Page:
Wednesday, December 7, 2016

15 FDA Authors on Real World Evidence: NJEM December 2016

With the passage of 21st Century Cures on the Hill (by huge margins), and the likely signing by President Obama, we'll hear more about Real World Evidence.   

While there's been alarmist talk that 21CC will foist poorly validated trials with RWE onto the American health system, all that 21CC does is require the FDA to "look at" RWE and set up some guidance documents if it can.

To get a view on what the FDA leadership really thinks about RWE, see an article in New England Journal of Medicine by Sherman et al., including leadershp such as Jeff Shuren, Robert Temple, Janet Woodcock, and the administrator, Robert Califf.   The article is open access, here.  

The following week, FDA authors Califf et al. wrote a companion NEJM piece but focused on big data, coordination, and the learning healthcare system.

FDA published a guidance document on RWE last summer (guidance here, RAPS article here.)
From the opening paragraph, 
The term “real-world evidence” is widely used by those who develop medical products or who study, deliver, or pay for health care, but its specific meaning is elusive. We believe it refers to information on health care that is derived from multiple sources outside typical clinical research settings, including electronic health records (EHRs), claims and billing data, product and disease registries, and data gathered through personal devices and health applications.1,2 Key to understanding the usefulness of real-world evidence is an appreciation of its potential for complementing the knowledge gained from traditional clinical trials, whose well-known limitations make it difficult to generalize findings to larger, more inclusive populations of patients, providers, and health care delivery systems or settings that reflect actual use in practice.3'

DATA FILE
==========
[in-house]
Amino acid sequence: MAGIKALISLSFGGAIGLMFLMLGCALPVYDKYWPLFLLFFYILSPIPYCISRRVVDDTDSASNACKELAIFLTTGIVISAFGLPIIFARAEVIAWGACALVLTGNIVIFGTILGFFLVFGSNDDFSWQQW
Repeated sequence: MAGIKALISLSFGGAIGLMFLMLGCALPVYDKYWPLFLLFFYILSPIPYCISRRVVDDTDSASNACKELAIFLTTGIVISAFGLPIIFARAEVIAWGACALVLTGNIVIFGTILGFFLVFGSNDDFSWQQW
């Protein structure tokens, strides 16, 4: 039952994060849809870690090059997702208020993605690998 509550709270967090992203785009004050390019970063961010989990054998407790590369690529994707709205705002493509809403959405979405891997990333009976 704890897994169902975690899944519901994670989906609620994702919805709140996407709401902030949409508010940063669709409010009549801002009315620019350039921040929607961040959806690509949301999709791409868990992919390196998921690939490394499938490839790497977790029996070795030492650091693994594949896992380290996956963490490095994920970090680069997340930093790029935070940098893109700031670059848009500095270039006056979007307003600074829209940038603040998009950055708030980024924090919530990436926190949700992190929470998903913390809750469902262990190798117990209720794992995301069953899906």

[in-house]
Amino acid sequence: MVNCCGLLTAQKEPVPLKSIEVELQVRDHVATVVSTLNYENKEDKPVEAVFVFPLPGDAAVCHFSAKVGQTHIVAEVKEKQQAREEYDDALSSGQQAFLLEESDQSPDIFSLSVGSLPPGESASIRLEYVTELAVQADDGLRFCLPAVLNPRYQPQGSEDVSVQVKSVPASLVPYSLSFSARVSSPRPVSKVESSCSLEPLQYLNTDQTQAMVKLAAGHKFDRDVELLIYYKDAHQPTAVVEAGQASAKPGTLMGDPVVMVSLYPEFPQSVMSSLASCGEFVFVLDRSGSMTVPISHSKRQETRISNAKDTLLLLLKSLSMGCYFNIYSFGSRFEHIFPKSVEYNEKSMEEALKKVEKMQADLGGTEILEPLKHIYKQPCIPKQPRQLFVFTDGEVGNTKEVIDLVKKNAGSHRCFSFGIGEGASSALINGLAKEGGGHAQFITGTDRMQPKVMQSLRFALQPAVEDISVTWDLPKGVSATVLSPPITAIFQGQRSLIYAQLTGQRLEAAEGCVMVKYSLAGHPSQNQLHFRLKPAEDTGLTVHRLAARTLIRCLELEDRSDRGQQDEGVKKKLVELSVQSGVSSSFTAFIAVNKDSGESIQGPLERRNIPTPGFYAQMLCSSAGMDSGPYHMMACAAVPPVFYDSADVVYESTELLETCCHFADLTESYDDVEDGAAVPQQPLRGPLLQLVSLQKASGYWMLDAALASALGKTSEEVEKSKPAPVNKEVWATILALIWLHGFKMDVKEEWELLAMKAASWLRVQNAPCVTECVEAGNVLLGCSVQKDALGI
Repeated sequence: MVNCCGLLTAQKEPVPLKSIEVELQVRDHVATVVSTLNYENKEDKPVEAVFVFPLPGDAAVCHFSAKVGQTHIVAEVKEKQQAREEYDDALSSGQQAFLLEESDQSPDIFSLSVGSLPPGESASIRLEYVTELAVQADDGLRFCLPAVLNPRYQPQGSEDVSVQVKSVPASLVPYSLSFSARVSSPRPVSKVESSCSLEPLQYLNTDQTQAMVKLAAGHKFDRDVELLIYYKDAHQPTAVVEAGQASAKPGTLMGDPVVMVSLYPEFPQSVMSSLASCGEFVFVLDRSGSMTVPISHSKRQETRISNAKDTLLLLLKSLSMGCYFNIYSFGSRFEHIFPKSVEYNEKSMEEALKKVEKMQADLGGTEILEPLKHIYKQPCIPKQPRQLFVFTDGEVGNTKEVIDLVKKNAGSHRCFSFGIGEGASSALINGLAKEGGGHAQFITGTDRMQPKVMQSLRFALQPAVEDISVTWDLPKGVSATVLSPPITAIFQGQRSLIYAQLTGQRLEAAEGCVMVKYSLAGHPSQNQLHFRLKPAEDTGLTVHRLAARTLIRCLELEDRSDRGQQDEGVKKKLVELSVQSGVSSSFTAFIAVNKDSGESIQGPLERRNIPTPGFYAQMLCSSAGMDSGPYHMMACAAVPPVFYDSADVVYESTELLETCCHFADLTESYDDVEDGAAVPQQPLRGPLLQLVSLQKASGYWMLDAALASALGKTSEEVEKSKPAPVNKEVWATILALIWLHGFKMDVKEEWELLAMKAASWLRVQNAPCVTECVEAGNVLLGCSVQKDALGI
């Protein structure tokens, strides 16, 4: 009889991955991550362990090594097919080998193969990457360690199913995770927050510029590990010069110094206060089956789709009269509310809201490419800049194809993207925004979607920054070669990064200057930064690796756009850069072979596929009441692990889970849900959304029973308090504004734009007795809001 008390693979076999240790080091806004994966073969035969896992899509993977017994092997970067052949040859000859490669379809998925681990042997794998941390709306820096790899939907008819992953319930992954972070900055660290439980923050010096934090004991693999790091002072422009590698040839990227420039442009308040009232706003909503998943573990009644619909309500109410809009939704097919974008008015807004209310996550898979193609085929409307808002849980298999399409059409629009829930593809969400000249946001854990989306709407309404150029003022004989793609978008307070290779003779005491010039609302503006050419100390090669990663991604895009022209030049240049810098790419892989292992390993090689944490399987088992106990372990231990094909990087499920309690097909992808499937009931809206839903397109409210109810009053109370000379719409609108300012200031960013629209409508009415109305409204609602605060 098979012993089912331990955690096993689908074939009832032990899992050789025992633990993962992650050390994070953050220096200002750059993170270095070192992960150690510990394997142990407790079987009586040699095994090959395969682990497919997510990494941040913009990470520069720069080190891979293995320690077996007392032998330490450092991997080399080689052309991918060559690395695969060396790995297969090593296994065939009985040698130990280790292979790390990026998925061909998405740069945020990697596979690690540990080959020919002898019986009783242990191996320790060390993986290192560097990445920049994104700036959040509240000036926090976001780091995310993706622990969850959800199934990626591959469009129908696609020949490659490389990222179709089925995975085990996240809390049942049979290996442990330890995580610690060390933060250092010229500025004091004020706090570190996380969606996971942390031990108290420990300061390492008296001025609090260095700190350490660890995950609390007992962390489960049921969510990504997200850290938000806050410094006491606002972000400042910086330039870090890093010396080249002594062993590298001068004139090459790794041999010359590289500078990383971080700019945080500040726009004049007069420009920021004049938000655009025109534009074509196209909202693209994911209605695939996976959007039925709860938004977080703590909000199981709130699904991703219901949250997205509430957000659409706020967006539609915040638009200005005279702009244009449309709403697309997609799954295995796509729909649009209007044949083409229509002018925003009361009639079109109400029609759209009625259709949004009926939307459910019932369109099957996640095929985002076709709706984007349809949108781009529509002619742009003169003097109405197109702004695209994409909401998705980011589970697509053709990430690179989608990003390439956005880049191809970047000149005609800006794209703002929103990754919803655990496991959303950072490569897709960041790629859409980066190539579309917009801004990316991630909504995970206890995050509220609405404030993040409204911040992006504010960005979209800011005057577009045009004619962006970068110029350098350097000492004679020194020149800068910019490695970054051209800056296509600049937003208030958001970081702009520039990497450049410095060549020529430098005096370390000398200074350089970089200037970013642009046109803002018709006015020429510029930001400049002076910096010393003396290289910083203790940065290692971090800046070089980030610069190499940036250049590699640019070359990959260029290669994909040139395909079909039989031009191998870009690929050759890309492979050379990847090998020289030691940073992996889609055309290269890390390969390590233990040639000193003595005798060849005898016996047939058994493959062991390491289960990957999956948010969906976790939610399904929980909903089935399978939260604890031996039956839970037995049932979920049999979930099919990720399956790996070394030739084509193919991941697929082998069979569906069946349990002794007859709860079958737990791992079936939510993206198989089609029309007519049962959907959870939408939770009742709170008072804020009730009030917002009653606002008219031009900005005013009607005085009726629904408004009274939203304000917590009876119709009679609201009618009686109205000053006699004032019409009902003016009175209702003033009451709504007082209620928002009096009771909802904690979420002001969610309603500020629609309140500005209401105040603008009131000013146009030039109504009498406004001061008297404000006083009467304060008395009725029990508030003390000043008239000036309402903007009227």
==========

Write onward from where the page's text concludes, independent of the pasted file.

From the conclusion,
We believe that when the term “real-world evidence” is used, the primary attribute that distinguishes it from other kinds of evidence is related to the context in which the evidence is gathered — in other words, in clinical care and home or community settings as opposed to research-intensive or academic environments. Most important, the distinction should not be based on the presence or absence of a planned intervention or the use of randomization. Real-world research and the concepts of a planned intervention and randomization are entirely compatible. Indeed, one of the most important advances in clinical trial methodology may be the broadening of the application of randomization outside more typical venues for clinical trials, such as academic research centers. But in order to gain collective confidence in the appropriate uses of this array of methods across disparate settings, we must first be clear about our terminology and its application.